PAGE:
The Pima County Health Department, in conjunction with Arizona State University and the Arizona Department of Health Services, will offer a free COVID-19 saliva test starting Wednesday.
The tests will be administered at the Ellie Towne Flowing Wells Community Center, 1660 W. Ruthrauff Road, from 7 a.m. to 2 p.m. on Wednesdays, Fridays and Sundays. Hours this week for Wednesday, July 29, and Friday, July 31, will be from 3 to 7 p.m.
The county is hoping to administer 240 tests for every four-hour block, or upward of 400 tests a day, officials said. Registration is required at pima.gov/covid19testing.
The opening of the sites comes a few weeks after the county’s board of supervisors unanimously agreed to enter into a one-year, $2 million contract with ASU’s Biodesign Institute that allows the institute’s high-capacity labs to test samples from clinics in Pima County.
The money for the contract comes from a portion of the county’s $98.4 million in federal funding from the CARES Act.
“Testing must be done in a timely manner to allow the public and medical providers to identify, isolate and prevent the further spread of COVID-19,” Pima County Health Director Theresa Cullen said at the time. “Our community, like many across Arizona, continues to struggle to find the testing materials — the swabs, the transport media — and the people power needed to complete tests. ASU’s Biodesign Institute gives us another resource to meet our needs.”
Earlier this month, the county opened its first free testing site at the Kino Event Center, 2805 E. Ajo Way. Nasal swab tests are available by appointment 11 a.m. to 7 p.m. Mondays through Saturdays. No walk-in testing will be done as registration is required at pima.gov/covid19testing.
Pima County has reported 15,109 confirmed cases of COVID-19 as of Monday. There have been 418 known COVID-19 deaths in the Tucson area.
Tucson sees surge in vehicle, motorcycle fatalities despite virus-related decrease in traffic
Tucson’s streets have been less busy but more deadly during the coronavirus pandemic, police data shows.
Fatal car and motorcycle crashes have more than tripled so far this year compared to last year despite less traffic on the roads, Tucson Police Department statistics show.
Eighteen drivers and passengers have died so far this year in vehicle crashes other than motorcycles, compared to five such deaths in the same period last year, the data show.
Motorcycle fatalities, which are recorded separately, also have spiked within city limits to 17 deaths this year compared to five this time last year.
Traffic deaths were down slightly last year in Tucson from the previous year.
Meanwhile, pedestrian deaths have declined to 13 so far this year compared to 17 last year. And one bicyclist has died, compared to zero at this point in 2019.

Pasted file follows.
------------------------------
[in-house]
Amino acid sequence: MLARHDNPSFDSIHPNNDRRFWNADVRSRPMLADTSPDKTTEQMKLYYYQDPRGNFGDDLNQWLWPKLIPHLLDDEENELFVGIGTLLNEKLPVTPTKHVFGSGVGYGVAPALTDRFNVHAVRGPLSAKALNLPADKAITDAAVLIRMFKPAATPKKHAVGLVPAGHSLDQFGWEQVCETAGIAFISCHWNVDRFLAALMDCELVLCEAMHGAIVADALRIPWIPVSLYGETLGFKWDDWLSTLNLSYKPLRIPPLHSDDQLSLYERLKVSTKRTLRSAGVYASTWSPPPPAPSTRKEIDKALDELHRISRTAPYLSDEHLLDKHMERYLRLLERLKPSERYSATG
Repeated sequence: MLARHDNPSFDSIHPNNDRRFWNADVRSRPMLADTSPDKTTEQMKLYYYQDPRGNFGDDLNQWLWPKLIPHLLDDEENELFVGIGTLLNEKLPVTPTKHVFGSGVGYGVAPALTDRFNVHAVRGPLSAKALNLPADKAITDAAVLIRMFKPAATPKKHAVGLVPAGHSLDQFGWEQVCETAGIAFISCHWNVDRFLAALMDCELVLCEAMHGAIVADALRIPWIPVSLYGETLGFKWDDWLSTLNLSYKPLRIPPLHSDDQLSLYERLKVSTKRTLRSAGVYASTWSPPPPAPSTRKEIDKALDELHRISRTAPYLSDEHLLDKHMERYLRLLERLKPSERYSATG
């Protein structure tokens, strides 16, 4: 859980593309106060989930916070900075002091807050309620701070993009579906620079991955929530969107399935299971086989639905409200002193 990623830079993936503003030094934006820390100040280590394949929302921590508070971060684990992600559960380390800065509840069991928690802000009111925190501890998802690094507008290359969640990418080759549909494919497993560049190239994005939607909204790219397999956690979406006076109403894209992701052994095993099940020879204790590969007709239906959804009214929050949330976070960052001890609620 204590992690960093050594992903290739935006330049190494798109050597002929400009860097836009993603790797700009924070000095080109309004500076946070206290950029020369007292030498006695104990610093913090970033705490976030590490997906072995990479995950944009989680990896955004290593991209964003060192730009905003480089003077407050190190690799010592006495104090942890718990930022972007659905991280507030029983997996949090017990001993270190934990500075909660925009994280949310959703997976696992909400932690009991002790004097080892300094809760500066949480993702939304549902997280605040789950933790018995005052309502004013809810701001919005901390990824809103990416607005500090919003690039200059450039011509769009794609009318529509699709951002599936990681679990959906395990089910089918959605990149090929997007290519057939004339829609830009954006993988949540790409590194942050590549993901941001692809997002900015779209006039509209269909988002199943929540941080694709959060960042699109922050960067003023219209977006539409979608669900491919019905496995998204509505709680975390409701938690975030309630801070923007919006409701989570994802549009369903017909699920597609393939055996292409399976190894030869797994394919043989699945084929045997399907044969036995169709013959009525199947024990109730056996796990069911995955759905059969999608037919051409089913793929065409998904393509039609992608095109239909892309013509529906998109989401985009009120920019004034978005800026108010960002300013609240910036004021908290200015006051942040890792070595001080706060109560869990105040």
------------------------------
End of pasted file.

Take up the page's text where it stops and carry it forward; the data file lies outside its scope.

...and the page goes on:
Wildfires such as the Bighorn Fire north of Tucson leave the ground charred and unable to absorb water, which can increase flood risks. “Even …
Nearly a dozen U.S.states have seen death rates rise in lighter traffic, according to the nonprofit National Safety Council, though the increase has not been statewide in Arizona.
The Tucson trend came as a surprise to police Capt. Diana Duffy, the department’s traffic safety coordinator.
“I think we all expected accidents to decrease and deaths to decrease,” Duffy said in an interview. “Instead collisions are down and fatalities are up.”
It turns out that when streets are empty, some drivers tend to get lead feet.
“Excessive speed” was the top factor in most of the recent road deaths, Duffy said.
Impairment also was a factor in some cases, she said, and noted a national survey that found a 200% surge in alcohol sales this past spring.
TPD is aiming to curb the death toll by assigning motorcycle officers to patrol near crash-prone intersections, Duffy said.
It’s hard to say how much lighter Tucson traffic has become, though it “absolutely” is occurring, said Blake Olofson, a traffic engineer at City Hall.
A precise count would be expensive and impractical because a full-scale count typically is done once a year, he said.
But some trends emerged in the limited research that exists, a joint study between the city and the University of Arizona that used location data from smart phones to assess Tucson’s traffic capacity.
The research showed a noticeable decrease in traffic on Tucson streets when various stay-at-home orders were in place from around mid-March through mid-May.
The trend to higher traffic fatality rates does not extend to roads policed by the Pima County Sheriff’s Department or by Arizona state troopers, those agencies said.
Fatal crashes on county roads stand at 18 so far this year, about the same as last year, officials said.
Meanwhile, the Arizona Department of Public Safety, which polices state highways, has seen a steep decline in fatalities. The death toll so far this year is 160 compared to 200 in 2019, officials said.
At least 11 states from coast to coast have seen spikes in traffic deaths, the National Safety Council said.
The council released a preliminary estimate last month based on April data from all 50 states showing a 36% spike in fatality rate per miles, as the number of miles driven dropped 40%.
In a statement on the safety council’s website, the group’s president and CEO urged drivers to be civic-minded in the era of COVID19.
“Right now, in the midst of a global pandemic, we should take it as our civic duty to drive safely,” Lorraine M. Martin said.
“If we won’t do it for ourselves we should do it for our first responders, our law enforcement and our health-care workers who are rightly focused on coronavirus patients and should not be overwhelmed by preventable car crashes.”
Six sites throughout Tucson handed out masks to residents as a part of the citywide #MaskUpTucson campaign. Each site, located in a respective…
Contact reporter Justin Sayers at email@example.com or 573-4192.
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